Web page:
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smashwords vs. draft2digitalI admit I’ve been lazy. I’d been meaning to sign up for an eBook distribution service for a while now, but something else always came up that seemed more important. I finally got around to it, and I thought some of you might be interested in what I found as I researched my decision of Smashwords vs. Draft2Digital.

There’s lively debate on various indie publishing communities about the advantages and disadvantages of each, but I wanted to do my own research, based on my main criteria, which was maximum distribution. eBook formatting options were less important since I’d already hired someone to format my books.

It was interesting that I researched this after the great ebook porn purge of 2013. Based on what I’d seen, Draft2Digital authors had been affected more than Smashwords authors. Was that in the back of my mind as I researched the two options? Yes, it was, although I’m not sure how much of a difference it made.

Royalty structures for books distributed to retail outlets were similar enough. I liked the royalty structure for sales direct from Smashwords, but I didn’t expect many sales from the site, based on what I’d read from other authors, so I rated the two sites equally on that criteria.

booksIf an author doesn’t want to hire an ebook conversion service, Draft2Digital is an attractive option. I like that they can take a Word document and do a conversion to ePub, and the author then has the ePub document to do with what he or she will. If I hadn’t already had my books converted, that might have been a significant selling point.

As I said earlier, however, maximum distribution, was my most important criteria, and Smashwords impressed me. Here’s the Smashwords list:

Sony
Barnes & Noble
Kobo
Amazon
Apple
Diesel
Page Foundry
Baker & Taylor Blio
Library Direct
Baker-Taylor Axis360
Flipkart
Oyster
Scribd

Compare that to Draft2Digital

Amazon
iBookstore
Barnes & Noble
Kobo
CreateSpace!

There’s my reason for selecting Smashwords. Oyster was the big decider for me. I like the payment structure for authors, and I love the idea of eBook subscription services. To get paid, a reader only has to read 10% of the book. As a subscriber to Scribd, I know my own habits so far. I’ll try books I would never consider buying, and I don’t think I’ve read less than 10% yet. I’m guessing I’m not unusual in my habits, and I suspect I’m going to see some good income from Oyster. The catalog is still much smaller than, say, Amazon, which I’m hoping will give me a boosted visibility. I only signed up a couple of weeks ago, so it’s too soon to measure anything, but I figure, even if I’m wrong, no harm done.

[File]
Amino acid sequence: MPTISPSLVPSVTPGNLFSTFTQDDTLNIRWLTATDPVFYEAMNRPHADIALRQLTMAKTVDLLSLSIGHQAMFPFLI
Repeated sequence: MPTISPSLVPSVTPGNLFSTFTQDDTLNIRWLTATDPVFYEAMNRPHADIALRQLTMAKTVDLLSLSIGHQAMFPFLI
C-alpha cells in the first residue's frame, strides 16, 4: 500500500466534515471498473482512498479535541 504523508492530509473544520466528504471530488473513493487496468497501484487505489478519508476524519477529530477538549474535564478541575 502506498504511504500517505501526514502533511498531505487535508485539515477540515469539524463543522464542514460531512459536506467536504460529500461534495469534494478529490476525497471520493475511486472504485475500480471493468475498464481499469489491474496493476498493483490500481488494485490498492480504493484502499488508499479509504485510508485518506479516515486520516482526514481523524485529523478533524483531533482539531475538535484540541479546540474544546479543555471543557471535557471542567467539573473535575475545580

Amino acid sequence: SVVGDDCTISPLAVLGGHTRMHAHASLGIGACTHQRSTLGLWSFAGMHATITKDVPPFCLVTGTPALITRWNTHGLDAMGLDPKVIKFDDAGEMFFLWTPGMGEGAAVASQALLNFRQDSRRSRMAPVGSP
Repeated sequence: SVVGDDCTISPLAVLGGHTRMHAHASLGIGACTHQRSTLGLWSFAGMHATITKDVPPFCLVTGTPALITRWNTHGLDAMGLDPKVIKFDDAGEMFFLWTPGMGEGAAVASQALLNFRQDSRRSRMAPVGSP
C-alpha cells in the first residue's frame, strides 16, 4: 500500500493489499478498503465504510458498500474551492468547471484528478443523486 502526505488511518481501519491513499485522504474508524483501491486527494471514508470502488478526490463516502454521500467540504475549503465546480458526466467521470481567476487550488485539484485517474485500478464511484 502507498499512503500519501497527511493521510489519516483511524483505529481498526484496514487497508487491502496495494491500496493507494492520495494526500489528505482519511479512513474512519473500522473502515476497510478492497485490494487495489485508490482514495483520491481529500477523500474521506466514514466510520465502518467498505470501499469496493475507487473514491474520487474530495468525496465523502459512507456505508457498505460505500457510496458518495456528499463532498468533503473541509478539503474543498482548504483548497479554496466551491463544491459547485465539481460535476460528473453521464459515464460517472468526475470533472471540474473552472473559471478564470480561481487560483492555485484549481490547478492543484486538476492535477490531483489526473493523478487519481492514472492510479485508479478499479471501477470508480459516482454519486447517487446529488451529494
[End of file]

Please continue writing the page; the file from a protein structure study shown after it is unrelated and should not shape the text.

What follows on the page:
Note: Not only did I delay writing this, I also delayed finishing it. I wrote the original draft before the Scribd/Smashwords announcement. I was hoping Scribd would be included when I decided to go with Smashwords.

I also like being in library catalogs. I’m a supporter of digital public libraries, and I’d be tickled to stumble across my book in my local library system. Draft2Digital doesn’t yet have any library distribution channels.

I suspect the choice will be less clear-cut in another year or so. Smashwords has been around longer and has had more time to negotiate distribution channels. I’m sure Draft2Digital is busy negotiating more now, and I expect to see announcements from them in the next year. For now, however, Smashwords was the obvious choice.

One thing I did notice was other authors noting that Draft2Digital shipped books to their channels faster than Smashwords. While that was discouraging, it wasn’t enough to sway me. I’m in this for a long haul, so a short delay up front doesn’t matter if I’m distributed more widely.

So how easy was getting set up and uploading my books? It was easy, but I did have some issues with the workflow. I already had Smashwords-ready ePubs, and I was disappointed to see that to take full advantage of features like free samples and additional formats, I had to upload a Word Doc to go through the “Meatgrinder.” I had my conversion company create those Word Docs, and they, and the previously produced ePubs passed all the checks, but I would have preferred only needing to upload the ePub.

Another small gripe. I’m using Smashwords for everything except Amazon and Barnes & Noble. Unless I missed something, it looked like I could only deselect certain channels after my book was Premium catalog certified. That meant I had to remember to go back later and deselect channels. If I’m wrong, feel free to correct me, but I will say the process could be more intuitive.

So, any sales so far? Actually, yes. I missed the option to turn of/off notification emails when someone purchased my book direct from Smashwords. I was as pleased as could be when that first sale email popped into my Inbox. I could see where they could get annoying, but they haven’t yet. Ironically, yesterday was kind of a crappy day for me. I was fired by a writing client via a very upsetting email. To offset that, I sold three books. That was cheery!

My sales through Smashwords (in my first few weeks) have blown away my early B&N sales, so I can’t complain. And the direct royalty rate is sweet. All in all, I’m a satisfied customer so far.

 
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